Schrag at least tries to think about some scenarios for the future. However, he completely fails in doing so. He wants to believe a nonsensical calculation of a David Archer who argued that 20% of the excessive CO2 will stay in the atmosphere for tens of thousands of years. This is clearly nonsense. The ice-core data show that the CO2 concentration gets adjusted to the value dictated by the temperature in 800 years or so. That's a direct consequence of the tight correlation of CO2 and temperature in the graphs - with the lag of 800 years or so.

The deviation from the value predicted by the temperature is almost certainly decreasing exponentially and 800 years - the lag - is the estimate for the time scale when the deviation drops e-times. In 10,000 years, the deviation from the concentration dictated by temperature drops to e^{-12.5} which is about 3 parts per million, somewhat less than 20%. Mr or Ms David Archer and Daniel Schrag should learn basic maths.

But even if maths could be cranked in their cranky way and Greenland melted in 10,000 years - why should it be so interesting? Things will surely change in the future. Continental drift will move Greenland elsewhere in tens of millions of years. Why do they attach the negative emotional label to a potentially green land across the Greenland in 10,000 years? Green land all over in the Greenland would be both natural and cute. It's extremely unlikely that it will occur in tens of thousands of years. There is almost nothing else than ice in the bulk of Greenland. There are petatons of ice elsewhere in the Universe, too. Why should it be everywhere?

Burton Richter of Stanford University says that Laughlin is clearly right in the long run but he should be thinking in the shorter run, of order the human life expectancy. However, at such a short timeframe, the hypothetical changes induced by CO2 are correspondingly smaller, too. They're clearly no problem in the short run. They could only become a problem - of a type that measurably deviates from the well-known and established natural fluctuations that the Earth has known - if we were adding CO2 for many centuries or millennia which doesn't seem possible. In the short run, the costs-and-benefits analysis should determine our behavior, and it's damn obvious that every dollar invested to a fight against climate change is a dollar thrown into the lavatory.

David Keith of University of Calgary tells us how disappointed he was that Freeman Dyson didn't share the AGW religious cult with Keith. Of course, he can't make the reason of his disappointment so obvious. So instead, Keith complains that he was disappointed by Dyson's comment that no one knows that the temperature dependence on CO2 is just logarithmic. Keith claims that either the insight about the logarithmic dependence or the complaint that it is not a common knowledge is "shallow".

I wonder what can possibly be "shallow" about the logarithmic function or its apperance in an effective law of physics. It's just one insight among many but it's a damn important one when it comes to the actual projections of the climate change. If you don't know, the logarithmic function is the inverse function to the exponential function. This fact implies that even if the CO2 concentration were growing exponentially, the induced temperature increase will asymptotically grow linearly. I say asymptotically, to get rid of various additive shifts that modify the relationship for small concentrations such as the current one.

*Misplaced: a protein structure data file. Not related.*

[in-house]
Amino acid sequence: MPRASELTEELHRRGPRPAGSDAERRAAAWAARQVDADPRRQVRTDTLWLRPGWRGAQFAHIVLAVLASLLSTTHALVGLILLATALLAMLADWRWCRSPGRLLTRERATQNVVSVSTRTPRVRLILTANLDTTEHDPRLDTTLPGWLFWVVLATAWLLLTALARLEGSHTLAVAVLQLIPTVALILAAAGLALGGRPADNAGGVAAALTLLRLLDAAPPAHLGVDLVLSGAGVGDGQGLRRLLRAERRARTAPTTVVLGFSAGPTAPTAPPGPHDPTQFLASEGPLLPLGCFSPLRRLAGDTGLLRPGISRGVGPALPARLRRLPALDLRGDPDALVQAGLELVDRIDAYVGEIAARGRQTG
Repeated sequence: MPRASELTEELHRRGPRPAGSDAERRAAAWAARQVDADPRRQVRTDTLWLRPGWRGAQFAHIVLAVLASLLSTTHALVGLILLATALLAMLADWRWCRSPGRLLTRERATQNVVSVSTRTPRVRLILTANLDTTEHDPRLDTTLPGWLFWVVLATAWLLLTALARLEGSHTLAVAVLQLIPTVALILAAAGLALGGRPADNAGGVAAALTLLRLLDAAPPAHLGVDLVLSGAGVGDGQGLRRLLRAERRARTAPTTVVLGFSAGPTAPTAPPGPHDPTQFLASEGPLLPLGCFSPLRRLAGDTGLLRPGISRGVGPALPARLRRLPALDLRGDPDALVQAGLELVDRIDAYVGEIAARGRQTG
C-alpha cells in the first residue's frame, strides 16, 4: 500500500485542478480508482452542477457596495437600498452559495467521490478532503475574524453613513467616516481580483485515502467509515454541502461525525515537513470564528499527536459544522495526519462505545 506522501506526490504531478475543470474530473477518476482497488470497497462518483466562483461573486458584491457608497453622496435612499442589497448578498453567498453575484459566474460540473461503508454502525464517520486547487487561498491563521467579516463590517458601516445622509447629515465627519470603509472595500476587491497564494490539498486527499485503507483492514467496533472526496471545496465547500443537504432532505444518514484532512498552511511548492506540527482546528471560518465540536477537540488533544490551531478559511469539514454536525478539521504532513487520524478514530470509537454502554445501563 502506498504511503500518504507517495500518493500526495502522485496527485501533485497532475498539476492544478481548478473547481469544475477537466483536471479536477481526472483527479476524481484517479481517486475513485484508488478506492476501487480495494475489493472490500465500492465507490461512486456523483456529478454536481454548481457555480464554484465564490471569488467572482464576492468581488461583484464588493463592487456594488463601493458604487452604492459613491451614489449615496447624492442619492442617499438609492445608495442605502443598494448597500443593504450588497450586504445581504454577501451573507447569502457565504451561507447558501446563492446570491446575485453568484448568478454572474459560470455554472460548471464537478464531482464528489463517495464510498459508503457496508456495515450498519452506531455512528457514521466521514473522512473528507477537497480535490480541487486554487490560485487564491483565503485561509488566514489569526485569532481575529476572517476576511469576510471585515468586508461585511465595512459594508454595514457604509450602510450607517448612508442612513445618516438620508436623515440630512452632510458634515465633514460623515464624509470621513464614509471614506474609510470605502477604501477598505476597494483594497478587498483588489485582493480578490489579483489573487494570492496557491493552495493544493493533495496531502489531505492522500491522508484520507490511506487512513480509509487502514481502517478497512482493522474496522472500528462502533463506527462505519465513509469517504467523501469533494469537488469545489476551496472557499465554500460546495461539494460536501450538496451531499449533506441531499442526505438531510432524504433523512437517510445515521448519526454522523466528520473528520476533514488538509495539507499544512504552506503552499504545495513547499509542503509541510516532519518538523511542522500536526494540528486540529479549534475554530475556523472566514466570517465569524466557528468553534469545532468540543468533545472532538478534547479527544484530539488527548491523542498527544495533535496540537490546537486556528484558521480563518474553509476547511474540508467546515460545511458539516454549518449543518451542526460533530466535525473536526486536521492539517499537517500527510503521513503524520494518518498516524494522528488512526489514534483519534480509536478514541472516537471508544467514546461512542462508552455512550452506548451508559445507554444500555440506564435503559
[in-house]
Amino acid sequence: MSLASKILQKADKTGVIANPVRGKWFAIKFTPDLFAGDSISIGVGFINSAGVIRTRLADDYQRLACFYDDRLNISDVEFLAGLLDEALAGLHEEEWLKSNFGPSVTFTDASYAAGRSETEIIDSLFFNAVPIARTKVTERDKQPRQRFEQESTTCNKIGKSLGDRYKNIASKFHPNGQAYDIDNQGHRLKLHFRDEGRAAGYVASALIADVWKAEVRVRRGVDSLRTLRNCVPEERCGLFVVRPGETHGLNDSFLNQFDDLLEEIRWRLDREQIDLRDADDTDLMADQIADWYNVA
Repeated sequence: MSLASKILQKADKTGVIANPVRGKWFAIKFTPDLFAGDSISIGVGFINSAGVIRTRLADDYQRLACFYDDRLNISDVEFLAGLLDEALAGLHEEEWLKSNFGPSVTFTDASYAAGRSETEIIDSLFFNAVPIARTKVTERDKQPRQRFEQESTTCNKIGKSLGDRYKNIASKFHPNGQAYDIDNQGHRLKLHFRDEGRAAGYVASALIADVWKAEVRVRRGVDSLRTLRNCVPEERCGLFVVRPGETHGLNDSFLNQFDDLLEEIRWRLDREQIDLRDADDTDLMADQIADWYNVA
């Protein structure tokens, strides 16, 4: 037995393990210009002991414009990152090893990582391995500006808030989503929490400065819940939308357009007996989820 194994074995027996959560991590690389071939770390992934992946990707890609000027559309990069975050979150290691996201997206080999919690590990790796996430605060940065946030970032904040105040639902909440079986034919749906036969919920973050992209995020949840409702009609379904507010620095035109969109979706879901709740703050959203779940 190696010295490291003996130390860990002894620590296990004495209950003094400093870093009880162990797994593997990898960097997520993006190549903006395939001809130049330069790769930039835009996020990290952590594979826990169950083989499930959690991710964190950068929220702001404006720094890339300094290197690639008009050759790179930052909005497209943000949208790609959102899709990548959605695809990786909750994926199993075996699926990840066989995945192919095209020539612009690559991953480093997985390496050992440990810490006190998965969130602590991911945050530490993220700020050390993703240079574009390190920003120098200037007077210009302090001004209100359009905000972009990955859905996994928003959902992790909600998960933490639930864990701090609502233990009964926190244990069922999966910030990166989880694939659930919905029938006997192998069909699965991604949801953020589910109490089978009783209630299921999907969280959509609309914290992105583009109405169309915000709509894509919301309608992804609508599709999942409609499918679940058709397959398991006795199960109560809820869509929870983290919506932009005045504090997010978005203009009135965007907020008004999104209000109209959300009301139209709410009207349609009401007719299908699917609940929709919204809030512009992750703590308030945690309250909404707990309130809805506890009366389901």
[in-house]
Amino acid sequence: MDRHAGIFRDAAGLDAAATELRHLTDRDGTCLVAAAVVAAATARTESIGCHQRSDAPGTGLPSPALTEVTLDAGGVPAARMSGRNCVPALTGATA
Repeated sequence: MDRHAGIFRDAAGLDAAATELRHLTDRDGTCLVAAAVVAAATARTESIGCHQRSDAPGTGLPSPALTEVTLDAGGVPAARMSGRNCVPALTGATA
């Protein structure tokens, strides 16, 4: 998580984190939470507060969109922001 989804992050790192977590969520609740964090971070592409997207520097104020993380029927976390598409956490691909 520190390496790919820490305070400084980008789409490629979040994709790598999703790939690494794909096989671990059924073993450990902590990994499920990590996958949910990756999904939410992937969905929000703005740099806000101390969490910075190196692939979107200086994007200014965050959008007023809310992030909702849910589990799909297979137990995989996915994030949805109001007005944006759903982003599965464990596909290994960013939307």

I do agree with Dyson that when it comes to the evaluation of the importance of the greenhouse effect in the real world, this insight is essential. It's surely not as deep as string theory (and this is my statement, not Dyson's statement haha) but it is true and it implies that even exponentially growing emissions are pretty much harmless.

Needless to say, Keith was disappointed by Will Happer's lack of the AGW cultist beliefs, too, and the reasons were closely related. Again, Keith can't say it this way, so he says that he was disappointed by Happer's lack of knowledge of some details of some current models focusing on the broadening of spectral lines. However, the point here is that a good physicist can determine certain conclusions without getting lost in uselessly contrived models.

And that's what both Happer and Dyson have done: the dependence is sublinear, so any further development is guaranteed to have an even smaller impact than the largely non-existent impact in the past. When a few more arguments of this type are carefully considered, we may see that there is nothing such as a "problem with climate change". That's the right answer to the homework problem that Happer and Dyson could have found because they're good physicists, but Keith couldn't have found it because he is either a bad physicist or he is incapable to separate science from his religious beliefs.

Much like Wunsch, Keith also compares climate change to a large nuclear war. He agrees it is tame in comparison. Well, that says a lot, too. A large nuclear war is probably more likely than 150 years of growing CO2 emissions - simply because there's a lot of tension in the world but the fossil fuels will begin to be viewed as a limited resource sometime later in this century. Even a nuclear war is not something that would terminate life on Earth, and it is therefore not something we should be avoiding at "any cost". We must carefully calculate the costs. I surely don't wish a "global" nuclear war but a local usage of this technology can't be "dogmatically" taken off the table.

In 1945, the benefits of a nuclear blast above Hiroshima and Nagasaki were (probably correctly) determined to exceed the costs. Such things simply can happen in various sufficiently extreme situations. The costs of a "fight against climate change" clearly exceed the conceivable benefits.

Finally, Martin Hoffert whom I don't know wrote some final words. I have no idea what he wanted to say - but he was clearly mixing the climate change with the new energy sources in ways that haven't convinced me about his mental health. To say the least, the text he wrote has nothing to do with Laughlin's arguments.

To summarize, it's kind of shocking that these cheap screams are what the climate "establishment" - despite being paid billions of dollars for nothing else than the production of the climatic fearmongering propaganda - offers as a reply to Laughlin's relatively detailed, extensive, and semi-quantitative essay. But you know, in the sects of the AGW type, excrements produced by the prophets have to be swallowed by the believers more enthusiastically than a tasty, fractionally Hall pizza from an infidel.

And that's the memo.

Hat tip: Willie Soon

No comments:

Post a Comment